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Should You Be Bathing Your Child Daily?

July 19, 2017
Here's welcome news for parents tired of forcing their kids to take a daily bath: Children may not need to bathe every day after all. While it varies from child to child, most children only need a bath a few times a week. Of course, this depends on their activity level, as well as their environment.

Not only is daily bathing not a necessity, it may actually be beneficial for their overall health. Here are the benefits to skipping your child’s daily bathing ritual:

They’re exposed to bacteria.  When kids are exposed to germs their bodies learn how to effectively fight off bad bacteria. Your child’s skin also has useful bacteria that protects their skin from toxins.

They’re skin and hair stays hydrated. While warm baths may be enjoyable for children of all ages, it’s actually stripping beneficial, natural oils from their skin and hair. This is especially important to remember if your child has sensitive skin or conditions like eczema.

They avoid irritants. While that soap and shampoo may smell good, it may not be so gentle for skin. Some ingredients can agitate fragile skin. Furthermore, wiping them down after their bath may only further aggravate their skin. It’s best to embrace the birthday-suit drying method.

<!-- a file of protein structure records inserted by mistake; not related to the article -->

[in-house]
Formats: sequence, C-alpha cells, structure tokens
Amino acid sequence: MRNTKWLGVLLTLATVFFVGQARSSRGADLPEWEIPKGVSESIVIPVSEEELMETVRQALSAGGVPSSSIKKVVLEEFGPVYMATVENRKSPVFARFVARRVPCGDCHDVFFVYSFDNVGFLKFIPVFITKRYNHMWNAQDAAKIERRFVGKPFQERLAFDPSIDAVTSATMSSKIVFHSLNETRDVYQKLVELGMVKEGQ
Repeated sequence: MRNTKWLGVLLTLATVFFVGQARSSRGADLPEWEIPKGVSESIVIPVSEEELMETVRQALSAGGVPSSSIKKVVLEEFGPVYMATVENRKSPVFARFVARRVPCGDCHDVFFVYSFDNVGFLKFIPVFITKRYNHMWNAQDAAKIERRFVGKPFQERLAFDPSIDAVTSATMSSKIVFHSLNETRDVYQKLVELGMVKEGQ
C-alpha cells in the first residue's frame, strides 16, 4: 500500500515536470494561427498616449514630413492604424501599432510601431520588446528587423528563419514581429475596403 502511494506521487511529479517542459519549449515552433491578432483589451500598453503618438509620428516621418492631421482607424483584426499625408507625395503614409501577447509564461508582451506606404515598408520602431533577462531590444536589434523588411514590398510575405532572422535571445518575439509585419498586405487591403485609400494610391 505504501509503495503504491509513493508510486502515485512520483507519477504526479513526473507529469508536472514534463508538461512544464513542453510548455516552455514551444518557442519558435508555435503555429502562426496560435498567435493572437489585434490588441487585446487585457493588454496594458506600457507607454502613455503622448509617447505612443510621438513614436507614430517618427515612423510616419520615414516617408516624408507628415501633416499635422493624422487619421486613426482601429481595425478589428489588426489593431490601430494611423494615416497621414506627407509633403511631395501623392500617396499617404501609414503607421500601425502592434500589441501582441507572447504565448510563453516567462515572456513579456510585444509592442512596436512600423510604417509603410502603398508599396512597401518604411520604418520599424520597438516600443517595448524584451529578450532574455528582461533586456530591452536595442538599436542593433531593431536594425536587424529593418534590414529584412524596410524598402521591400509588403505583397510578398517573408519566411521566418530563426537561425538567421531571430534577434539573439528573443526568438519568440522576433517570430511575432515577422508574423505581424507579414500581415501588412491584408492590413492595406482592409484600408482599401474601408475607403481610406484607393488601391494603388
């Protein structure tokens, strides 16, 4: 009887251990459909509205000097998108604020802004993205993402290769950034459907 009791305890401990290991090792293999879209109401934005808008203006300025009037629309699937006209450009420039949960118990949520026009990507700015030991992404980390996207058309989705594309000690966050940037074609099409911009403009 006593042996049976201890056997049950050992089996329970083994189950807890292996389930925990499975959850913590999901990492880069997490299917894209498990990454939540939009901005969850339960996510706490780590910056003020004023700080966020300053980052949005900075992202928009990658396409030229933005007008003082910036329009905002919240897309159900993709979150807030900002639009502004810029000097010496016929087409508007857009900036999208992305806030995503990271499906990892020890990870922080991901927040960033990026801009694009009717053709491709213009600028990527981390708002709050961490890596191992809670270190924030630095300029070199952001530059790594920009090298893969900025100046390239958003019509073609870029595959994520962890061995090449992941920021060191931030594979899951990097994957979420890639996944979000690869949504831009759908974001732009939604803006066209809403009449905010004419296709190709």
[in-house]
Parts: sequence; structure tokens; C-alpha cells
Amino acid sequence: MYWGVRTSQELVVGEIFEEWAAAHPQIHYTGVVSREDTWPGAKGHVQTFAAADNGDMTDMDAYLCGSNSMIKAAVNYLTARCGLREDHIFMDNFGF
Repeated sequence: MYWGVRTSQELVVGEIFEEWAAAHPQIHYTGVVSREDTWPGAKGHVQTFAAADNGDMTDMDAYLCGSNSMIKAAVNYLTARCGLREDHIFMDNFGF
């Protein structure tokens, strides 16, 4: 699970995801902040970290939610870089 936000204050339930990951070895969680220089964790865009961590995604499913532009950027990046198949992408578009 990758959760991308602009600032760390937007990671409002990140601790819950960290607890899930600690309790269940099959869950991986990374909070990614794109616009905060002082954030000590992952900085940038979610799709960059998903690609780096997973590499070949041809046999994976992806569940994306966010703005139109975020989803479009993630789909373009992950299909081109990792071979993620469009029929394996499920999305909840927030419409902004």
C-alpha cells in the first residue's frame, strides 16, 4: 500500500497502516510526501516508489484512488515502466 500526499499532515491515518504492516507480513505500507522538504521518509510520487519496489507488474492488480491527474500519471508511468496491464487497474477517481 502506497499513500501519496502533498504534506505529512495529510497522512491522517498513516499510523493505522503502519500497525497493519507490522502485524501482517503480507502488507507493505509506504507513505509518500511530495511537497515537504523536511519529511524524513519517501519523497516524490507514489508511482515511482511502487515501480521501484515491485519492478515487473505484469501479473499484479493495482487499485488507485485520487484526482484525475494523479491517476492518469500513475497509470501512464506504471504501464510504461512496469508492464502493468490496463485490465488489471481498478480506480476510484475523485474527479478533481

So, if not every day, how often should kids be bathing?

For babies and toddlers, it is recommended that they get a bath at least 3 times a week. Of course this may vary based on their activity level for that particular day. For instance, a flu bug, messy playtime outdoors or a sweaty, hot afternoon are all cause for a bath.

For children aged 6 to 11, it is recommended that they get 2 to 3 baths a week. Keep in mind, though, that these baths don’t always need to include all the typical steps of hair washing and conditioning; focus on cleaning the essential areas.

Once kids hit puberty, they should start taking a shower every day. It's a good idea for them to shampoo their hair every day or every other day and to wash their faces twice a day to get rid of dirt and oil. At this age, your child doesn’t necessarily need to use conditioner, but when applied to the ends of hair—not the scalp—it can help prevent tangled hair.

While these guidelines work well for most children, every child is different. To ensure the overall health of your child, it’s important to work with your doctor to establish healthy routines and address any concerns. With experienced and knowledgeable providers, up-to-date treatment options and extensive resources, Mason Pediatrics offers comprehensive care that will grow with your child. 

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